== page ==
Wednesday, April 25, 2007; 7:30 p.m.
Towsley Lecture Hall/Norris 101
Eileen Hebets is currently assistant professor in the School of Biological Sciences at the University of Nebraska-Lincoln, where she teaches zoology and behavioral ecology. From 2003 to 2005, she held appointments at the University of California, Berkeley as assistant professor in the Department of Environmental Science Policy and Management/Division of Insect Biology, curator of the Essig Museum, and member of the Helen Wills Neuroscience Institute. She held a National Institutes of Health post-doctoral research fellowship in the Department of Neurobiology and Behavior at Cornell University in 2002-03.
A specialist in the evolution of animal communication systems, Hebets is currently focusing her research on the development of complex signaling systems in various spider species. Supported by a Searle Scholars Program Fellowship and a National Science Foundation CAREER grant, her work includes both field-based experiments and observations and an array of laboratory techniques and methods drawn from molecular biology and neurophysiology. Hebets' field research has taken her to caves in Puerto Rico, rain forests in Costa Rica, and the sky islands in Arizona.
Her findings have been covered by national and international news organizations including The New York Times, USA Today, The Boston Globe, BBC Online, CNN, ABC News, and National Public Radio. She also served as a consultant for the movie Spiderman (2002). Hebets' scholarly publications include articles in the Proceedings of the National Academy of Science, Journal of Experimental Biology, Animal Behaviour, Behavioral Ecology, and the Journal of Insect Physiology, among others.
After graduating from Albion College in 1994, Hebets went on to earn a master's in biology at the University of Cincinnati (1996), and then a master's (1998) and Ph.D. (2002) in ecology and evolutionary biology at the University of Arizona.
This year's lecture marks the first time in the history of the Isaac Symposium that our Alumni Lecturer also participated in the symposium as an undergraduate. In 1994, Hebets gave a presentation entitled, "Habitat and Courtship Behavior of the Wolf Spider Schizocosa retrorsa." Named the outstanding senior biology major that year, she also received the Edmund and Kathleen Jenkins Research Award from Albion.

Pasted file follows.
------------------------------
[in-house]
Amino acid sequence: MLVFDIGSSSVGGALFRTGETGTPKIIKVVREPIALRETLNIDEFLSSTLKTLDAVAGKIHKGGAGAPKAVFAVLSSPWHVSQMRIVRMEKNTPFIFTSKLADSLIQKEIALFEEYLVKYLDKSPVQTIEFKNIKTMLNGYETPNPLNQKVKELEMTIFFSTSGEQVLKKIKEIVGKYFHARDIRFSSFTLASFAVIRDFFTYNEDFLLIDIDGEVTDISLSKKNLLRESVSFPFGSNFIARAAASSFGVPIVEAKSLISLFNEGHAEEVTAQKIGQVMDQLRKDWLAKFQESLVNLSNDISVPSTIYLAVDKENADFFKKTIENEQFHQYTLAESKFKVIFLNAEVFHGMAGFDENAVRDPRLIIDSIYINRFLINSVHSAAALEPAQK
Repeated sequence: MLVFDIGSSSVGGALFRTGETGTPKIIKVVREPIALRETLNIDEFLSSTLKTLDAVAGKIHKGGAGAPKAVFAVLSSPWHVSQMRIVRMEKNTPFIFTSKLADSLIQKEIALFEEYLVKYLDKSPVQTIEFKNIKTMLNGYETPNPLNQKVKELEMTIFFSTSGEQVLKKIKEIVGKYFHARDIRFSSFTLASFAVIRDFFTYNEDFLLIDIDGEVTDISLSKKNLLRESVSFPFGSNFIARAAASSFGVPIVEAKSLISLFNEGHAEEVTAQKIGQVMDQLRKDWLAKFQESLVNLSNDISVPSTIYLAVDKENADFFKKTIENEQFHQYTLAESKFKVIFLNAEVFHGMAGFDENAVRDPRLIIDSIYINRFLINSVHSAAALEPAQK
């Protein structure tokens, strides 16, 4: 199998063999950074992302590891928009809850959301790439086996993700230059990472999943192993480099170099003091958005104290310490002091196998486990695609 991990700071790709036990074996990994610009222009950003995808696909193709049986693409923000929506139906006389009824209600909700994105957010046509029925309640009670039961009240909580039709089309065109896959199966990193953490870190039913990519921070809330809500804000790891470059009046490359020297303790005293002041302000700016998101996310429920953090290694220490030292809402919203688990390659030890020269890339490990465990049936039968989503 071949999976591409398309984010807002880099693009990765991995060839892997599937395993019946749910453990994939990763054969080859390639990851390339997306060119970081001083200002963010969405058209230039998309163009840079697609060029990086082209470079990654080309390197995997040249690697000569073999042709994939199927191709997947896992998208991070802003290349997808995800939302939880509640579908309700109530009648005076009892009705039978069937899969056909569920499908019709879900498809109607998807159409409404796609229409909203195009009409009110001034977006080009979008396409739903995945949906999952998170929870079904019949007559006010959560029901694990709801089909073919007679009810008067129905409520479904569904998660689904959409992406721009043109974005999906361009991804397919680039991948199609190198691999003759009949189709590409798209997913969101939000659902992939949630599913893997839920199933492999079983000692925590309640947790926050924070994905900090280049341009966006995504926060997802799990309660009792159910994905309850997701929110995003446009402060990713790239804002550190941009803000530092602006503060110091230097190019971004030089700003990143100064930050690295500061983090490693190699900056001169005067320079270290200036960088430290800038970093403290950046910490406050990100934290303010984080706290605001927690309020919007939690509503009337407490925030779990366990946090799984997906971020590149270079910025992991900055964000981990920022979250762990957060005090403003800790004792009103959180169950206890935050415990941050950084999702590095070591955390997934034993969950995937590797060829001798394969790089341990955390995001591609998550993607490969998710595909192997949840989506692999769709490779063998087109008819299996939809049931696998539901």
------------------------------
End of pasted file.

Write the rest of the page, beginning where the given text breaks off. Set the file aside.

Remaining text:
Wednesday, April 26, 2006; 7:30 p.m.
Bobbitt Visual Arts Auditorium
Joseph Calvaruso currently serves as senior vice president and director of risk management for Mercantile Bank in Grand Rapids. He is also secretary and treasurer for the Board of Directors of Michigan Certified Development Corporation, which provides funding for business start-ups and expansions. As a member of the Michigan chapter of the Risk Management Association, he has held numerous leadership positions, including the presidency, and won many achievement awards. He has also served on the association's international Board of Directors and on numerous national committees.
Prior to joining Mercantile Bank, Calvaruso spent nearly 20 years as executive vice president of Chemical Bank Shoreline in Benton Harbor. He left that job in June 2004 to join Vice President Dick Cheney's reelection campaign as a member of the national advance team. Over the past six years, Calvaruso has also served as a coordinator for visits to Michigan and throughout the country by members of the Bush administration. Earlier in his career, Calvaruso held positions with City Bank in Jackson and Comerica Bank in Kalamazoo.